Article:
My hubby Bill and I did four quick, hot miles last Saturday morning. We showered at our local rec center, then returned home; we had a lot to accomplish.
We planned to travel to Cape Cod for a family vacation on Sunday. Bill needed to mow the grass one last time and I had to clean the house.
After a hurried breakfast and a short sit-down to catch our breath, Bill donned his mowing clothes and I assembled my cleaning supplies.
Before I actually began scrubbing, the sweet, warbling trill of a house wren from the small woodlot behind our house called to me. I needed a short visit to the nearby woods and meadow to still my mind.
I grabbed the leash, which roused my dog Benji from his nap, and we headed down the hill to the small gravel path that follows a stream which bisects the woods and meadow. The path is sometimes used by walkers and bikers, but in the heat of a summer midday, there is little chance of meeting anyone, so I allowed Benji to run without his leash.
South of the tunnel that goes under the road is a paved path, baseball fields, a small playground, public restrooms, and people. I live north of the tunnel. Here the path is unpaved, the fields are only mowed twice a year, and the crowd thins out.
I have been walking dogs in this meadow for years. It used to be populated by cows in the summertime when it was part of a dairy farm before it was purchased by the township and turned into a linear park. I would walk along the stream in the tall grass, avoiding the herd. Ahead of me, frogs would explode from their hiding places and, emitting a froggy yell, plop down into the safety of the slowly moving stream.
This meadow was where, wearing rain gear to protect myself from a downpour, I first learned to identify birds using a field guide. I could already recognize common birds who showed up at my feeders – the robins, blue jays, cardinals and mourning doves of backyards – but not the more exotic birds of the fields and woods.
The first bird I identified was a brown thrasher, a robin-sized bird with a brown back, striped belly, and piercing yellow eyes. It took me a good 10 minutes of looking from the bird to the book and back to the bird again to definitively name this bird, a member of the thrush family. Thank goodness the thrasher was patient.
Benji and I walked past the field where hundreds of Cabbage White butterflies flitted like snowflakes among the milkweed flowers and headed for the cooler shade of the woods. Here most of the sunlight is filtered out by the trees before it falls to the ground in bright patches.
I sat down in a clump of dry grass beside the stream and Benji waded for a few minutes before crouching down to allow the cool water to wash under his belly.
The name of the stream, the Santo Domingo Creek, is far grander than the actual waterway itself. It’s a small spring-fed creek that, in the summer, usually dries up to form isolated puddles, forcing the minnows who inhabit it to swim in ever-smaller circles.
This summer, however, has been wet so far, and streaks of light sparkle on the surface of the water as I watch it flow downstream. The green tangle of weeds on the bank rises to my waist.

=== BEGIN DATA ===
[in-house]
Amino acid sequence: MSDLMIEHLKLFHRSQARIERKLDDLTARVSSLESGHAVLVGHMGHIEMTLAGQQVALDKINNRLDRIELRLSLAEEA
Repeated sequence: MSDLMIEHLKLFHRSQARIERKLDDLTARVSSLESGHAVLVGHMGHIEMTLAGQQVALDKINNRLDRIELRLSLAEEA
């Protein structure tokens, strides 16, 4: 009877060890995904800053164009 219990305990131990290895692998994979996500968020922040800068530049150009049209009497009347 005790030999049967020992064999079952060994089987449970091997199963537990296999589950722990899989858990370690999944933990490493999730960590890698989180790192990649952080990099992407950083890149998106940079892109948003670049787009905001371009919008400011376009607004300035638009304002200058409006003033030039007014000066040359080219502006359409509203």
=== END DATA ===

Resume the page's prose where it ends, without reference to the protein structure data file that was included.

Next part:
This is a good place to ruminate, so I do. I think about thin places.
Celtic Christianity posits that heaven and earth are typically three feet apart, but at thin places that distance is even smaller. The door separating us from the next world opens a crack and holy light escapes to bathe these spots in brilliance.
We are closer to God at the thin places than anywhere else on earth. At these blessed points, we can more easily feel God’s grace and glory. We come away from these sacred sites renewed in spirit, calm and sure in the midst of the busyness of the world.
After a glimpse of the holiness found in a thin place, we are more likely to see holiness all around us in our everyday life. We can hear spirituality in birdsong, feel consecration in the sunlight, and see divinity in the warm eyes of people we pass.
I used to find thin places in landscapes that were desolate, windswept and sere. An austere landscape stirred my soul and allowed me to feel the presence of God without distractions.
Now, I am more likely to find my thin places in a location of abundance. God, I believe, is a God of plenty, a God of living water. Living water infuses the landscape of my thin places and brings with it jewelweed, blackberry brambles, goldenrod, water striders, and shiners.
After a few minutes of soaking in the light of my thin place, I am refreshed. The door to heaven swings shut and I slowly stand up and call to Benji. We walk up the hill to our home, me to my cleaning and Benji to his nap.
The crush of busyness and stress has left me, washed away in the Santo Domingo. I am renewed by living water and ready for the rest of my day, even if it involves cleaning the house. I think of the Celtic blessing:
Deep peace of the running wave
Deep peace of the flowing air
Deep peace of the quiet earth
Deep peace of the shining stars
Deep peace of the Son of Peace.
Where are your thin places?
I am linking up with Amy at Live Life Well, Raisie Bay for Word of the Week, Crystal Twaddell for Fresh Market Friday, Esme Salon for Senior Salon, Embracing the Unexpected for Grace and Truth, Counting My Blessings for Faith ‘n Friends, Lyli Dunbar for Faith on Fire, My Random Musings for Anything Goes, Shank You Very Much for Global Blogging, Abounding Grace for Gracefull Tuesday, Purposeful Faith for RaRa link up, Mary Geisen Tell His Story, Bethere2day for Wordless Wednesday, Random-osity for Communal Global, InstaEncouragements, and Morgan’s Milieu for Post, Comment, Love.